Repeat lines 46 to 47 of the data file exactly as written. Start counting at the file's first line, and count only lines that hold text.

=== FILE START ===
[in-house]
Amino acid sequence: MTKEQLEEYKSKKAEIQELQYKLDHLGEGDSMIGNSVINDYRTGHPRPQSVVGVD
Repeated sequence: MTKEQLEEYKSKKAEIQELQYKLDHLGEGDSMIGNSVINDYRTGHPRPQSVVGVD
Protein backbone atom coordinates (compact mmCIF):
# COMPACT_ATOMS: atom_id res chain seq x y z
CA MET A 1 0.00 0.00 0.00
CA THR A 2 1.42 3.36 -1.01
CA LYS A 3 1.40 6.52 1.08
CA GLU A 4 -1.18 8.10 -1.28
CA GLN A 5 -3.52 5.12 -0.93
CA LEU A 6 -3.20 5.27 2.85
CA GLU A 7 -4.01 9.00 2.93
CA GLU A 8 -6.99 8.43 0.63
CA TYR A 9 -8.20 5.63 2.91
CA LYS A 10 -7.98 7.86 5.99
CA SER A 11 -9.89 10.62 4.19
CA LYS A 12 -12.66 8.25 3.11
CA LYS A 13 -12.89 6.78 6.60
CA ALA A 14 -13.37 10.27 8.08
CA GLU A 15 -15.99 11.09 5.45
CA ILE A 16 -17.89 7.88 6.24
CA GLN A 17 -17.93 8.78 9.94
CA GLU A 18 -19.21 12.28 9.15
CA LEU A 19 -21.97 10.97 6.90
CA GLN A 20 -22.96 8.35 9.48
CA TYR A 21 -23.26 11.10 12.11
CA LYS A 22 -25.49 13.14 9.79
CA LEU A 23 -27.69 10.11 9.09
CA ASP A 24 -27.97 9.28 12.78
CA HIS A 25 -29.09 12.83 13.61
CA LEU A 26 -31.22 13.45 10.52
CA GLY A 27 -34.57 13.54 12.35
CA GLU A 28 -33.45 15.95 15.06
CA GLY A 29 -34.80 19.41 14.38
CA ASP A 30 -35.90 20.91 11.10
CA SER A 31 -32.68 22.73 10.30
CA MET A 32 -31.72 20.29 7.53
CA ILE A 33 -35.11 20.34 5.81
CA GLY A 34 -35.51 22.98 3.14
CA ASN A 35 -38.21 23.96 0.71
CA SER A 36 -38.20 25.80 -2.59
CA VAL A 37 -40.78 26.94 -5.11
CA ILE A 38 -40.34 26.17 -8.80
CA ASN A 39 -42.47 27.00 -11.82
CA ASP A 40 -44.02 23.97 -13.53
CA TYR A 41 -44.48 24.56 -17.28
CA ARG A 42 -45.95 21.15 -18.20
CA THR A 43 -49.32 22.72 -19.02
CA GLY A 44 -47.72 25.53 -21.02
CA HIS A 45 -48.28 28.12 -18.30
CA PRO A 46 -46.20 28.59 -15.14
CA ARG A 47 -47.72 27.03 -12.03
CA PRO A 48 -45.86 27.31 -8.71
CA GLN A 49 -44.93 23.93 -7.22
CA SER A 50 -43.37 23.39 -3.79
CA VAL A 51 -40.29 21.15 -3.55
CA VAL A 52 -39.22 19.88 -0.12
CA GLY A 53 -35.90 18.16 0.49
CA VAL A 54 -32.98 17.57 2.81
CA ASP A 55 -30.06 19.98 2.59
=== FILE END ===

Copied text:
CA TYR A 41 -44.48 24.56 -17.28
CA ARG A 42 -45.95 21.15 -18.20